Prescribing drugs of dependence in general practice

Part A - Clinical Governance Framework

Appendix G. Assessment of current drug and alcohol use

Last revised: 01 Nov 2019

Assessing drug and alcohol use by patients


History taking should include:

  • types of drugs used
  • quantity, frequency and pattern of use
  • route of administration
  • symptoms of dependence
  • source of drug (including preparation)
  • prescribed medication • tobacco use
  • alcohol use, including quantity, frequency and pattern of use.82

Drug testing

There are a range of drug tests, including:82

  • Screening tests – These are usually carried out first. They are quick, cheap and easy. They are usually done using immunoassay and can be performed in the laboratory or using point-of-care or dipstick tests. Negative results can be reliably accepted. Positive results usually need a confirmatory test.
  • Confirmatory tests – These tend to use gas or liquid chromatography and mass spectrometry. They are slower and more expensive, but can detect drugs and their metabolites. These are the gold standard for drug testing.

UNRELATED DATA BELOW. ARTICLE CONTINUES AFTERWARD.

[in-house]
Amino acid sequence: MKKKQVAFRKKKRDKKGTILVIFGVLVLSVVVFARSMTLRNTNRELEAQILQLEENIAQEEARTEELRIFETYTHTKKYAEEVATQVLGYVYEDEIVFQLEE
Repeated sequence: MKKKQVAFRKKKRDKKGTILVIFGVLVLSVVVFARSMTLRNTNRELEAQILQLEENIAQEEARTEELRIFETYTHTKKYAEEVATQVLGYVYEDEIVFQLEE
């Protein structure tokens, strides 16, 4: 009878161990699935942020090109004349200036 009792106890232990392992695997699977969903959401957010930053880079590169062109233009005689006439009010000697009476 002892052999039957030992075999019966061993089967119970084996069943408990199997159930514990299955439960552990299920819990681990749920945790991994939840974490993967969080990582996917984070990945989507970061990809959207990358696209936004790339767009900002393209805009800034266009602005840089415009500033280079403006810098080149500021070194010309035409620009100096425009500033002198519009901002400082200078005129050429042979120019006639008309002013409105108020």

• Urine testing – This is usually performed. It can show drug use over recent days and is a non-invasive test. Urine specimens may be adulterated (eg addition of chemicals, dilution by drinking large volumes of fluid), substituted or be prone to pre-collection abstinence of drugs that may produce a misleading result. It is only very occasionally necessary to directly observe a urine specimen being given, and the patient’s informed consent is needed for this.
  • Oral fluid testing – Oral fluid is easier to collect, but drugs are present in lower concentrations and only very recent drug use over the last 24–48 hours can be detected. However, it is less easy to adulterate.
  • Hair testing – These tests can show drug use over the past few months. It is poor at detecting very recent use. However, it does not differentiate between continual and sporadic use. It is also more complicated and is only performed in some laboratories.

Written procedures should be in place for the collection and storage of biological samples, their dispatch to a laboratory and the discussion and management of reported results.